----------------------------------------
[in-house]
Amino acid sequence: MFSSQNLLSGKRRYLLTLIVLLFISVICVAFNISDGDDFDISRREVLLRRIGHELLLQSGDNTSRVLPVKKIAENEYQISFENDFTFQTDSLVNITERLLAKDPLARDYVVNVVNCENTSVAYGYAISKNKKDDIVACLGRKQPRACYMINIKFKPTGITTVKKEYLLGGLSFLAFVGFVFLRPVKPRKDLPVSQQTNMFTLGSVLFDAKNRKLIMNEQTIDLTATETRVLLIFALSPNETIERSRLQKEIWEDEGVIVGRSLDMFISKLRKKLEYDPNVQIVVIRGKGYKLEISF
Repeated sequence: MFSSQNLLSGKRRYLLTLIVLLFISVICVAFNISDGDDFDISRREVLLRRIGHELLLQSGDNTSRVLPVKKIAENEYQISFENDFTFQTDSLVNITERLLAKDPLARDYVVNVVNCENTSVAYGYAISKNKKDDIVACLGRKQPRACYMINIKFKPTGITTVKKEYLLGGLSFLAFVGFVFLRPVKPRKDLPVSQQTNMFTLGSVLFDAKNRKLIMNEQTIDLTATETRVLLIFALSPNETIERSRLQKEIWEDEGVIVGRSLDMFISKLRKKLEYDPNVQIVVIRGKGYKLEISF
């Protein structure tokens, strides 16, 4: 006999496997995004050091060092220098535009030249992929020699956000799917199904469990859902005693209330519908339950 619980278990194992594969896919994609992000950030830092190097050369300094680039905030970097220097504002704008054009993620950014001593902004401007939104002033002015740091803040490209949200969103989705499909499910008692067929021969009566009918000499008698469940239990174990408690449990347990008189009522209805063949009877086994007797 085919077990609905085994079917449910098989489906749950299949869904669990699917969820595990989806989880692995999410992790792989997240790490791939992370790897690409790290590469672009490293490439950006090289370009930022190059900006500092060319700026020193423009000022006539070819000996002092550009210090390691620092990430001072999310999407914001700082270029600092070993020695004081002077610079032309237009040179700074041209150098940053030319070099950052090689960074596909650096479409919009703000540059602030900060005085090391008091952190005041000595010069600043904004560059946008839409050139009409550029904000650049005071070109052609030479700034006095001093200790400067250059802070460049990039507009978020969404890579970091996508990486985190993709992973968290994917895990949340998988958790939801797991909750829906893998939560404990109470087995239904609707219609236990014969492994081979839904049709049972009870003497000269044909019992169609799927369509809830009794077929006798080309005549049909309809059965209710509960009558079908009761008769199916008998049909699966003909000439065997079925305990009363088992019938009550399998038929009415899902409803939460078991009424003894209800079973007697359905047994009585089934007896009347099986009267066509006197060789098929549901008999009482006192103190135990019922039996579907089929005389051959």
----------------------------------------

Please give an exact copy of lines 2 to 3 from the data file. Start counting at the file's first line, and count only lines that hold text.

Amino acid sequence: MFSSQNLLSGKRRYLLTLIVLLFISVICVAFNISDGDDFDISRREVLLRRIGHELLLQSGDNTSRVLPVKKIAENEYQISFENDFTFQTDSLVNITERLLAKDPLARDYVVNVVNCENTSVAYGYAISKNKKDDIVACLGRKQPRACYMINIKFKPTGITTVKKEYLLGGLSFLAFVGFVFLRPVKPRKDLPVSQQTNMFTLGSVLFDAKNRKLIMNEQTIDLTATETRVLLIFALSPNETIERSRLQKEIWEDEGVIVGRSLDMFISKLRKKLEYDPNVQIVVIRGKGYKLEISF
Repeated sequence: MFSSQNLLSGKRRYLLTLIVLLFISVICVAFNISDGDDFDISRREVLLRRIGHELLLQSGDNTSRVLPVKKIAENEYQISFENDFTFQTDSLVNITERLLAKDPLARDYVVNVVNCENTSVAYGYAISKNKKDDIVACLGRKQPRACYMINIKFKPTGITTVKKEYLLGGLSFLAFVGFVFLRPVKPRKDLPVSQQTNMFTLGSVLFDAKNRKLIMNEQTIDLTATETRVLLIFALSPNETIERSRLQKEIWEDEGVIVGRSLDMFISKLRKKLEYDPNVQIVVIRGKGYKLEISF